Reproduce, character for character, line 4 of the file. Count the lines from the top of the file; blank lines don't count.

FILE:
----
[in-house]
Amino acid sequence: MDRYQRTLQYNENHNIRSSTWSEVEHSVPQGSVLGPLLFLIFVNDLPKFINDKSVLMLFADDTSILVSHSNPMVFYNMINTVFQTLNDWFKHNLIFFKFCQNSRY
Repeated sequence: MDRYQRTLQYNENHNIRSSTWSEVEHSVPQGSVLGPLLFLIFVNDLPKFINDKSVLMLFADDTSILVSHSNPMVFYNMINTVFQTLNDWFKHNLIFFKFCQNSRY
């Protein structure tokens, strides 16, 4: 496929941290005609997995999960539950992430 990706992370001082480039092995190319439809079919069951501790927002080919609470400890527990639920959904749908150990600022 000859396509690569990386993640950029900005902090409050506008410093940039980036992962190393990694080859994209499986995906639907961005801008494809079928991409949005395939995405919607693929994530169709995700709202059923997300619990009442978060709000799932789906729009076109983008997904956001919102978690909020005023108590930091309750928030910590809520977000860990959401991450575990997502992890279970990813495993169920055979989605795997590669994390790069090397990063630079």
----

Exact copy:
């Protein structure tokens, strides 16, 4: 496929941290005609997995999960539950992430 990706992370001082480039092995190319439809079919069951501790927002080919609470400890527990639920959904749908150990600022 000859396509690569990386993640950029900005902090409050506008410093940039980036992962190393990694080859994209499986995906639907961005801008494809079928991409949005395939995405919607693929994530169709995700709202059923997300619990009442978060709000799932789906729009076109983008997904956001919102978690909020005023108590930091309750928030910590809520977000860990959401991450575990997502992890279970990813495993169920055979989605795997590669994390790069090397990063630079």